While the proposals for the business and individual tax cuts appealed to the heads of some of the very largest corporations, Wall Street leaders expressed disappointment at the implications the proposals have for investors.
"The administration is to be applauded for efforts to help business as far is they've gone," said Merrill Lynch & Co. Chairman Donald Regan. "What's been received much less favorably, and upset most customers I've talked to, is the proposal to eliminate the alternative tax."
He was referring to the alternative tax on capital gains, which currently places an effective tax rate of 25 percent on the first $50,000 earned by individuals through the purchase and sale of securities, real estate and other qualifying assets.
Combined with a proposal to increase the minimum tax for individuals, the tax package "casts quite a chill" over small investors, Regan said.
Wall Street had been hoping for some increased investment incentives for individuals to perk up the stock market, but was taken aback by the Carter plans moves in the opposite direction.
"The market is going down and the administration is trying to kill off one of the few tax preferences coming to the individual investors, so why should he bother to take risks?" Regan asked. "This surprised me because the administration had indicated it is concerned that corporations are unable to raise equity capital."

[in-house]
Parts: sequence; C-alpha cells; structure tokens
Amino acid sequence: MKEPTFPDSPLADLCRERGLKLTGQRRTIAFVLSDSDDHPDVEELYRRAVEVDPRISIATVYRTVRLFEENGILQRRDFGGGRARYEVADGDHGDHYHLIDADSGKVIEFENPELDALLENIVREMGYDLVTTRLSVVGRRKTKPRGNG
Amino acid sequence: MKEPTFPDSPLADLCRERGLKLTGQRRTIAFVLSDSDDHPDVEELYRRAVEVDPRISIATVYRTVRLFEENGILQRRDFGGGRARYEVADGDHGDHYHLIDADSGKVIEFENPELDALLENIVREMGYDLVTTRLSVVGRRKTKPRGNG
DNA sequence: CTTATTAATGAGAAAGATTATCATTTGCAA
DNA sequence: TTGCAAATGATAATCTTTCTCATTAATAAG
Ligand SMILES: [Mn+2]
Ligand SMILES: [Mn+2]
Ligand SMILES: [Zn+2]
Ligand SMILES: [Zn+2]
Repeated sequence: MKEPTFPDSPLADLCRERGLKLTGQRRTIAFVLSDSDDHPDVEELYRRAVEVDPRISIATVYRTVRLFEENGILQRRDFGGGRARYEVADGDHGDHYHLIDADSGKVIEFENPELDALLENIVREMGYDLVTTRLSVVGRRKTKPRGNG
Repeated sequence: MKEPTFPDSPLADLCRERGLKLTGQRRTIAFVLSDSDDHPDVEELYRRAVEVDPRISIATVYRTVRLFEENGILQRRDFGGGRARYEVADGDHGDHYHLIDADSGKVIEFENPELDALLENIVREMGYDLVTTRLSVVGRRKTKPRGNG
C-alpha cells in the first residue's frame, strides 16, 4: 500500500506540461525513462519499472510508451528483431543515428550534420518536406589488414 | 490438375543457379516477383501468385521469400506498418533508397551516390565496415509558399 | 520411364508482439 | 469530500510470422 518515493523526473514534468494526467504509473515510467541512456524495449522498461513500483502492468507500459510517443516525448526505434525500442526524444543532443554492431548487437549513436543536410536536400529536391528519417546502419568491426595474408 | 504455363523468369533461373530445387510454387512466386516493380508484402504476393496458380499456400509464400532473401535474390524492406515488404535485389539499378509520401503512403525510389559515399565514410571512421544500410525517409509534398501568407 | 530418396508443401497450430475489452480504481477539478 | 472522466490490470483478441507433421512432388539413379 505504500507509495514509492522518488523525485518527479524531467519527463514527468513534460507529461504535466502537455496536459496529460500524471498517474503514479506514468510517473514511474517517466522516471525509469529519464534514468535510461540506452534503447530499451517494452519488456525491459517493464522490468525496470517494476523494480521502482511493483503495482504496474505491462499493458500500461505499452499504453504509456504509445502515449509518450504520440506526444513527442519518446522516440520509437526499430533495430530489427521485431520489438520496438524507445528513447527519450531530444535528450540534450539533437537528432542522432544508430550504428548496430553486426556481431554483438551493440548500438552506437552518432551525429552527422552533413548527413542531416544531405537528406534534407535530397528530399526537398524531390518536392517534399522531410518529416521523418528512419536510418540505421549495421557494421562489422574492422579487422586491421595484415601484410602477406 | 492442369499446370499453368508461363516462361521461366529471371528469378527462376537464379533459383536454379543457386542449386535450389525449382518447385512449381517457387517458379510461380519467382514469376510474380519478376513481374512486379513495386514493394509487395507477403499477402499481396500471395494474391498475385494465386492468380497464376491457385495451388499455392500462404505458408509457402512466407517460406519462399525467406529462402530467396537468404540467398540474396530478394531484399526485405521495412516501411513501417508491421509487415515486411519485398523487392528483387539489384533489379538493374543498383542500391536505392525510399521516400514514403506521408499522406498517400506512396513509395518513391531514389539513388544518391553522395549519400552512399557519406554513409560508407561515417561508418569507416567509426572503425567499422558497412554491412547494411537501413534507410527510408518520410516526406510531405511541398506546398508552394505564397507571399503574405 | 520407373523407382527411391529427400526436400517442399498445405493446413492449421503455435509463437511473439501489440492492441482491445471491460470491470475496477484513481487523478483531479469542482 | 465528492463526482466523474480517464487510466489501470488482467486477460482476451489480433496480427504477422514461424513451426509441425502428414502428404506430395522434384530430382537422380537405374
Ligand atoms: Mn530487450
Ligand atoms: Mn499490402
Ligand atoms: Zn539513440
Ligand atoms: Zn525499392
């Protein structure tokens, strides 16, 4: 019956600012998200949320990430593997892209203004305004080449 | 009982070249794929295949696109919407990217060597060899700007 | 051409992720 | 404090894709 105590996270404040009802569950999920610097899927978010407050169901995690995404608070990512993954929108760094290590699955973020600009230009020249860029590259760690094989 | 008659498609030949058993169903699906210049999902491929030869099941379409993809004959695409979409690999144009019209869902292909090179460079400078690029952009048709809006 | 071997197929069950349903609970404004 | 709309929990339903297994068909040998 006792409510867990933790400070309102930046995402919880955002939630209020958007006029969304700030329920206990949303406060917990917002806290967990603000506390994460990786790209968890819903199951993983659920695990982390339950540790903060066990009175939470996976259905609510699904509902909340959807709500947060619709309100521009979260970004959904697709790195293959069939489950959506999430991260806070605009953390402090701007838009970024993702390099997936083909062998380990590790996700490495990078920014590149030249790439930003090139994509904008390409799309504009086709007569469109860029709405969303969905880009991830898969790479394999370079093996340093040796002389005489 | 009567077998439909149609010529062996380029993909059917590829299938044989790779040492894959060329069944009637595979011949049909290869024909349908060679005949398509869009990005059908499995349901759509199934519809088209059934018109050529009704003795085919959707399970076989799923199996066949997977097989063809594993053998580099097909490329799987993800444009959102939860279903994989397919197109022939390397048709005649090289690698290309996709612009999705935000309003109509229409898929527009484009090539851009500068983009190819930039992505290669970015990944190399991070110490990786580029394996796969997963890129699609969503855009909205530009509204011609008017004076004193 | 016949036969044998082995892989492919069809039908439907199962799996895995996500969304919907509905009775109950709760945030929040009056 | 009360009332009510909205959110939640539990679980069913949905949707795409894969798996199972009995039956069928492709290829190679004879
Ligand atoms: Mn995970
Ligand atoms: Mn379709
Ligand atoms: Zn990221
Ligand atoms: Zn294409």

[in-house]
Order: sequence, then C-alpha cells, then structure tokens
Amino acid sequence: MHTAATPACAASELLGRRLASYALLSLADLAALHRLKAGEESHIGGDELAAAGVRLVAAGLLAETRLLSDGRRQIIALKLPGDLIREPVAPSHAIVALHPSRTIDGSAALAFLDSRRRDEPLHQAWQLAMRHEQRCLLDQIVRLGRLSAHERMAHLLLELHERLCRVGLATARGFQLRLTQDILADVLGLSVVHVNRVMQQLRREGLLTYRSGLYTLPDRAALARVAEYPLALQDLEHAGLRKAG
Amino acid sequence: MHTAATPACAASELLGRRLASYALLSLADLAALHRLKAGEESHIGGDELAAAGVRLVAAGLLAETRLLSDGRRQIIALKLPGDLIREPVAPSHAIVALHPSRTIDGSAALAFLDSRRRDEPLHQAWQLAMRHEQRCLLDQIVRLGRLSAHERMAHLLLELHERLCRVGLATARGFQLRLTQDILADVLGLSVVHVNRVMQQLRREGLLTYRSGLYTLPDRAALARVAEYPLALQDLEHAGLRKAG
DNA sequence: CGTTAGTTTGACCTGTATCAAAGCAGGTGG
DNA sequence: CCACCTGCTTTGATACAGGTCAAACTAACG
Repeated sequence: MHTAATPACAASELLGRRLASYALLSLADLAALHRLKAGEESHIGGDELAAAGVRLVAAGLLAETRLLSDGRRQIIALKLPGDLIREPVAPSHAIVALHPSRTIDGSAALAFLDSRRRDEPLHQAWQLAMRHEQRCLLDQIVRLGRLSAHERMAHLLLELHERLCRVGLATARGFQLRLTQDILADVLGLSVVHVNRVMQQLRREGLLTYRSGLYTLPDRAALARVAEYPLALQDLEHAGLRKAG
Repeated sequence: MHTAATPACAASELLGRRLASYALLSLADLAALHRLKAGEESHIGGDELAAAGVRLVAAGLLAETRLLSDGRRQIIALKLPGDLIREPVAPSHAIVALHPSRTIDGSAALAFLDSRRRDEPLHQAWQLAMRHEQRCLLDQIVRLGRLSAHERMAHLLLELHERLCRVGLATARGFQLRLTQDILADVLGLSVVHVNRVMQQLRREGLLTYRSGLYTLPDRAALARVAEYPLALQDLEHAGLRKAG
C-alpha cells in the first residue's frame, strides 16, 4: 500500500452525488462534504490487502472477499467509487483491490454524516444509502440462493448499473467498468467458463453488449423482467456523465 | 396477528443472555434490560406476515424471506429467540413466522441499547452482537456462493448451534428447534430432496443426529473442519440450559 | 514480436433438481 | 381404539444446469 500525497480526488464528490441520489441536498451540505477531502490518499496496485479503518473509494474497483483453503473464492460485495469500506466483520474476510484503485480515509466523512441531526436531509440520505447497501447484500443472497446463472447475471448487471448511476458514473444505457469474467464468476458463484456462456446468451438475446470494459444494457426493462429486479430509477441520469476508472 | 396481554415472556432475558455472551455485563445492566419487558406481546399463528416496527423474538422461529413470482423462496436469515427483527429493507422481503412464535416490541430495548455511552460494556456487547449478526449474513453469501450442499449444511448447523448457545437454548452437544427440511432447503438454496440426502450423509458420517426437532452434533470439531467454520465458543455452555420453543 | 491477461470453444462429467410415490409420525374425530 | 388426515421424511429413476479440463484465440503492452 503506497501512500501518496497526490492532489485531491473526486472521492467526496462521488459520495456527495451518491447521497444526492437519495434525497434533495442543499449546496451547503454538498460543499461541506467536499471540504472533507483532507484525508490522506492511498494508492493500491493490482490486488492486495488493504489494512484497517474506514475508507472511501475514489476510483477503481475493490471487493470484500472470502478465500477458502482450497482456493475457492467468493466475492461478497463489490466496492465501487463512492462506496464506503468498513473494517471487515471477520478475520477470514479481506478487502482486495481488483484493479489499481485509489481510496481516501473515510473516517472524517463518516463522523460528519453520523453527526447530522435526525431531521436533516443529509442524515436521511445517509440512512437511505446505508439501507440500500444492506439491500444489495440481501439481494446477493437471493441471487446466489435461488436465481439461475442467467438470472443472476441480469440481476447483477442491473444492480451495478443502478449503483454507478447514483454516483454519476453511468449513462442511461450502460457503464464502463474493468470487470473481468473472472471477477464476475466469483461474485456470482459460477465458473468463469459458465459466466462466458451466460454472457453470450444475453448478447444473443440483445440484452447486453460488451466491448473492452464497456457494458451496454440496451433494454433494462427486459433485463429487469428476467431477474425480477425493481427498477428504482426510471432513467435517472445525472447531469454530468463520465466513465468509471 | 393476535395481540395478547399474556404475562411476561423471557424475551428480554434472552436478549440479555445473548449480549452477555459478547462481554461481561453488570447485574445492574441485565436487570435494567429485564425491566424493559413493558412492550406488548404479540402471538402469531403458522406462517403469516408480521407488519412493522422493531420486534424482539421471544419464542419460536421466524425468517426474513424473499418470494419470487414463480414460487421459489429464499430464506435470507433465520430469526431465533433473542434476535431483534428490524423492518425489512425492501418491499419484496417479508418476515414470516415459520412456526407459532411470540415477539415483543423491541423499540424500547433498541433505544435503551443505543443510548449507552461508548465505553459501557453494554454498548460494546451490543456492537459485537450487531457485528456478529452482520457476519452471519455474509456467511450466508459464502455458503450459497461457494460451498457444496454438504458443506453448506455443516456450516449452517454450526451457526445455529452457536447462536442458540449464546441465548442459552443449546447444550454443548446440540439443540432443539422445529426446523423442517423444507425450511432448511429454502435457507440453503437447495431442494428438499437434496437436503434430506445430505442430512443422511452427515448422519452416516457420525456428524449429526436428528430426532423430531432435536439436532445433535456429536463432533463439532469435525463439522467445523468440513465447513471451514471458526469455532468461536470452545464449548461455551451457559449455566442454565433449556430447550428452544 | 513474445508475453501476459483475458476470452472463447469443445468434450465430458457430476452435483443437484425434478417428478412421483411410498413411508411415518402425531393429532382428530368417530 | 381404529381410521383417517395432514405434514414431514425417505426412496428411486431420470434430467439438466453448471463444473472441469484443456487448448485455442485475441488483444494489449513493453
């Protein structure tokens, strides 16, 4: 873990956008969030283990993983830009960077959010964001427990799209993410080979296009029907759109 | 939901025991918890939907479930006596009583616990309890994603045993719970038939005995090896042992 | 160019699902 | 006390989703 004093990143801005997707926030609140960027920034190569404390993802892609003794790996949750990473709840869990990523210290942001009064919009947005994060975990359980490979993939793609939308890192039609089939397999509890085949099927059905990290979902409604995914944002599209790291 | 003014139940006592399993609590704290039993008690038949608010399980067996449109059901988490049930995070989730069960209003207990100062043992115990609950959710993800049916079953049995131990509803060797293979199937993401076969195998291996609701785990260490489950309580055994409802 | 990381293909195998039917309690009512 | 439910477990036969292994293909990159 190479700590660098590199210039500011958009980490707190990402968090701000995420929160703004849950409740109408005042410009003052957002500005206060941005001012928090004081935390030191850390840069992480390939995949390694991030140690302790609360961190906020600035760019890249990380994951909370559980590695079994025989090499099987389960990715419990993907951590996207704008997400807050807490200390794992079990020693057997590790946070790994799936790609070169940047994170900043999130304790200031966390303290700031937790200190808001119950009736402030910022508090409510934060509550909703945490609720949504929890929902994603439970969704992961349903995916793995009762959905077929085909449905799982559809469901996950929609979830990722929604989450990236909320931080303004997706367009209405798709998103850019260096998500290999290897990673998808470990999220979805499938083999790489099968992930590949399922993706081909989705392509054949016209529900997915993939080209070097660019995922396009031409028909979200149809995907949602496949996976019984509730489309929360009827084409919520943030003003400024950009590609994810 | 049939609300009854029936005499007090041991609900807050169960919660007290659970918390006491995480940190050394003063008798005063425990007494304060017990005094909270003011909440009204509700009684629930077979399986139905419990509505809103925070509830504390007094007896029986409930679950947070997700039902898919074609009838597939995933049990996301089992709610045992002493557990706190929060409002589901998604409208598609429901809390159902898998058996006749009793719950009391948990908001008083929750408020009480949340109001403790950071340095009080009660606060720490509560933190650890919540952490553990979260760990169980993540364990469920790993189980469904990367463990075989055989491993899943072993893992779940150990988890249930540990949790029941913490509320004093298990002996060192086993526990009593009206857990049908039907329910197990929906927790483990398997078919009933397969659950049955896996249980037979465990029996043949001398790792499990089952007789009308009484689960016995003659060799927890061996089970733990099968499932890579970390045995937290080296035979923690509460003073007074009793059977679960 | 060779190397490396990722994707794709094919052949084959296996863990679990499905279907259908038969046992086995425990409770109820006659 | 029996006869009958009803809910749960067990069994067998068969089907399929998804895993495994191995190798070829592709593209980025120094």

One subject over which most businessmen expressed satisfaction, however, is the growing role of Treasury Secretary Blumenthal as the president's leading economic spokesman and business liaison, plugging the hole that was left when former Budget Director and presidential confidant Bert Lance resigned his post last fall. Commerce Secretary Juanita Kreps also received praise for her policy influence.
"The president has been through a year where he lost his anchorman in the economic area," said Harness of Procter and Gamble. "Mike Blumentahl is now emerging as the key man, and I haven't seen much wrong with him. He may have said some things he later wished he hadn't said, but he is bright, competent and I feel, increasingly has the President's ear. Blumenthal and Kreps are both good people who understand what business is trying to do."
While the Carter administration has made some advances with business so far as its image is concerned, a pervasive skepticism remains about the overall thrust and philosophy of the President's economic policy.